If you've found yourself arrested for driving under the influence (DUI), it's likely that your arrest was the result of one or more biological tests. While physical exercises (field sobriety tests) are commonly used to screen drivers suspected of being under the influence, those results alone are not usually enough to gain a conviction. Along with field sobriety tests are breath tests or ones that require bodily fluids to measure levels of alcohol and intoxication. Read on to find out more about breathalyzer, urine tests, and blood tests for alcohol.
Measuring Blood Alcohol Concentrations (BAC) on the Breath
Breathalyzers come in two methods, A small, portable device is commonly used at the roadside stop for measuring BAC on the expelled breath of a suspect. In some cases, the results are confirmed later using a larger, more sophisticated device. BAC levels are tricky to measure with these devices but they are inexpensive, fast, and easy to use. Unfortunately for suspects, breathalyzer results are rife with inaccuracies because of:
- Improper calibration.
- Poorly trained law enforcement personnel.
- Issues with the subject like the use of breath fresheners, mouthwashes, and toothache medication.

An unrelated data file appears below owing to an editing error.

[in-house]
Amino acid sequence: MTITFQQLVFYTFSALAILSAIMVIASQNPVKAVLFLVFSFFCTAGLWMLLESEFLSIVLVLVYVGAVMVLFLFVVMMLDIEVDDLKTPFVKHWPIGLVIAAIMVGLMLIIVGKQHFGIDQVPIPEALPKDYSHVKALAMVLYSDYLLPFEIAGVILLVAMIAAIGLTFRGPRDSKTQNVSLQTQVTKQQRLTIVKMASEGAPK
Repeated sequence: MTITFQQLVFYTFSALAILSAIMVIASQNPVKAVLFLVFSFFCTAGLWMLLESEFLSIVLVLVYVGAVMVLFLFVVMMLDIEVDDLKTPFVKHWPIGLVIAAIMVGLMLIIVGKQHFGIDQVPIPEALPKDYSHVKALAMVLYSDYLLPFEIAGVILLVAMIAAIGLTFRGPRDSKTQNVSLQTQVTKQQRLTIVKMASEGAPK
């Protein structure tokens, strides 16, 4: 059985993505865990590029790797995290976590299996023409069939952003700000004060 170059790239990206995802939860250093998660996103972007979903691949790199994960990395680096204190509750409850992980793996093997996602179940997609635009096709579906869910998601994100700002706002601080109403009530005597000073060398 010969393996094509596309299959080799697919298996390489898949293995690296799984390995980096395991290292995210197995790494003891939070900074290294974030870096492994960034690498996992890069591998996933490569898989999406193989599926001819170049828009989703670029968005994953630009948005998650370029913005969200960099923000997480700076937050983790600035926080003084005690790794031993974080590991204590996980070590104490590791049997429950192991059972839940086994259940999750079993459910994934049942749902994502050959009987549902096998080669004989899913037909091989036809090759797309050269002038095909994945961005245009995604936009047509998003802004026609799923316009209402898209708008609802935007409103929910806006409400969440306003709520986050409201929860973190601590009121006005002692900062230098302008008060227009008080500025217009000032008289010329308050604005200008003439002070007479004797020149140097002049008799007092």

Measuring BAC With Urine
Though this way of measuring BAC is known to be extremely inaccurate, it is still used in some locations possibly because it's easy to administer and doesn't require medical personnel. The problem is that urine is highly sensitive to issues with temperature, collection methods, storage, and more. Your defense lawyer may be able to invalidate urine BAC tests based on these collection methods.
Measuring BAC Using Blood
This form of testing requires medical personnel to administer the blood draw and may require a warrant due to its invasive nature. However, if performed correctly, the results are extremely accurate. On the other hand, not all blood samples are properly handled. Your DUI lawyer will need to examine some fairly technical aspects of the way the blood was drawn, stored, transported, and more. False-positive results are possible with a sample that was allowed to coagulate, for instance.
When it comes to getting a conviction, the state has to have irrefutable proof that you were legally intoxicated. All of the above biological forms of proof are used in tandem with field sobriety tests, the officer's report, and camera footage of the roadside stop. Defendants need to know that no form of DUI proof is definitive. A criminal defense lawyer can examine the testing and create enough doubt for charges to be reduced or even dropped. Contact a criminal lawyer for more information.Share